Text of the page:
|     :  \ \  \                           :  :
|     :   \ \  \                          :  :
|     :    \ \  \                         :  :
|     :     ` `  `                        :  :
|     :                                   :  :
|    \:/                                 \:/ :
|     +------------------------------------  :
|      \ canvas                             \:/
|       \    + - - - - - - - - - - - - - - -
|         \    \YY painting (image) YYYYYYYYYY
|           `    `''''''''''''''''''''''''''''''
| ...where the background-image (painting) is on top of the
| background-color (canvas), while the border (frame) goes
| on the remaining part the background-color (canvas).

The picture does extend under the border in cases where the
it does not have a plain edge. This is very often the case
with photographs. It happens with actual paintings as well.
IIRC, the painting usually extends to the very edge of the
canvas. The only paintings I remember seeing with a blank
edge are those in which the canvas forms part of the picture
so that they have indefinite boundaries.

There's also the fact that most picture frames do not have
holes in them, nor are transparent. As for those frames
which /do/ have holes in them, the holes have always, in my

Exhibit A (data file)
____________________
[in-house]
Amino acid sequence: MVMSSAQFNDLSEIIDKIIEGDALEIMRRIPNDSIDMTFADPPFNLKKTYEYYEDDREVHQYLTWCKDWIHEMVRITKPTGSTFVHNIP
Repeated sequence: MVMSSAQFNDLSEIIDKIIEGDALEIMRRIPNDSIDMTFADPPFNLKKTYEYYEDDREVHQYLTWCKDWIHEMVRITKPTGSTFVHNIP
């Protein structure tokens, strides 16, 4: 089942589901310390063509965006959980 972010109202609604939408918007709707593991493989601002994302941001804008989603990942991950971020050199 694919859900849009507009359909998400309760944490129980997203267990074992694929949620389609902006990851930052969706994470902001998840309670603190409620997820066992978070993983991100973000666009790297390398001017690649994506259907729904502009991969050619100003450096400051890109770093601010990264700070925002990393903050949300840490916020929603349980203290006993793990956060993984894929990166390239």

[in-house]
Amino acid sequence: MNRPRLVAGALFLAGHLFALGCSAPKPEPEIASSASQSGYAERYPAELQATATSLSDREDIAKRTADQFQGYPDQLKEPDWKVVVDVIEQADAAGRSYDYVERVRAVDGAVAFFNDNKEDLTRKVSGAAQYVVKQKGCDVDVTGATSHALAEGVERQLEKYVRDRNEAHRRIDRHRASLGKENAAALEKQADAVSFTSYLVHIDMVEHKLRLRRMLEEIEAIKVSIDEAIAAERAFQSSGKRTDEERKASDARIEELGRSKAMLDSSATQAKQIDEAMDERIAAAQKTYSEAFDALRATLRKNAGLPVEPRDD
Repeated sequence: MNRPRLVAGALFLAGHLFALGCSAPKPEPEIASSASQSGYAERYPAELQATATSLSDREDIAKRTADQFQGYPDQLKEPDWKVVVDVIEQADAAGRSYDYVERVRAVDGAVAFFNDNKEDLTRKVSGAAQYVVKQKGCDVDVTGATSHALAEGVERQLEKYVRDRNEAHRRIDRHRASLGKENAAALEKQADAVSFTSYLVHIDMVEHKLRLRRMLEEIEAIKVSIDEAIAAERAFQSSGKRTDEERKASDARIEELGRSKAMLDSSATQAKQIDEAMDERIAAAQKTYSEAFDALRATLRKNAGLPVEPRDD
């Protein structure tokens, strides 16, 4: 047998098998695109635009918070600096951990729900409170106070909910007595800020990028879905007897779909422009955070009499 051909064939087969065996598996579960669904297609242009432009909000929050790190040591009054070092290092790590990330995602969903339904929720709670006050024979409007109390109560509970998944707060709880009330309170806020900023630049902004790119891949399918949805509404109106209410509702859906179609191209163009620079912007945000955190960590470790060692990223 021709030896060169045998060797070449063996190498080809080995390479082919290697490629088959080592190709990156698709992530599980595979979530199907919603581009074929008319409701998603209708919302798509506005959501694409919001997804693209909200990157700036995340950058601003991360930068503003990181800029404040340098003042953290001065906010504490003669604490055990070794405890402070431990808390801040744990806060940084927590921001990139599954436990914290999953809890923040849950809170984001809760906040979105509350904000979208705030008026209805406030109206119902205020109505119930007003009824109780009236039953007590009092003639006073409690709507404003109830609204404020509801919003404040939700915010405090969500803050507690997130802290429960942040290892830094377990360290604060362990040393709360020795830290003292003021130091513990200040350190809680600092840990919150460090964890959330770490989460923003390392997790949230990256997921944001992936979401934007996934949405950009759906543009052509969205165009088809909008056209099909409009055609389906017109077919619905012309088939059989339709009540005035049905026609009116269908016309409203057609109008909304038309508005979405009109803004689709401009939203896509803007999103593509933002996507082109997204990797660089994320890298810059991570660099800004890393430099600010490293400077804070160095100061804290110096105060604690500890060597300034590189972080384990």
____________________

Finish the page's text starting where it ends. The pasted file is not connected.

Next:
experience, been in the part of the frame that overlays the
wall and not the picture or the canvas.

Furthermore, if you're displaying a picture on a web page,
you typically do it with <img>, not with background images,
as background images go in the /background/ and aren't the
focal point of the element while paintings are the
/foreground/ and the focus of the display.

So your analogy does not hold.

Nonetheless, that's a nifty diagram. >:)

| For an aesthetic point of view, painting the borders on
| top of the background colour (as opposed to on top of
| transparency) seems ugly to me. It also seems illogical if
| you view the borders as being drawn on top of the box,
| just like the frame in the example above, instead of
| around the box.

Well, ok..

| > | This testcase demonstrates why it is IMHO nicer for 
| > | the background images not to overlap the border:
| >
| > And I agree with you.
| So we are violently agreeing here?

*Glances up a section* I guess so.

| > | The only outstanding errata item is that the spec
| > | should more explicitly state that the background
| > | images are clipped to the padding edge.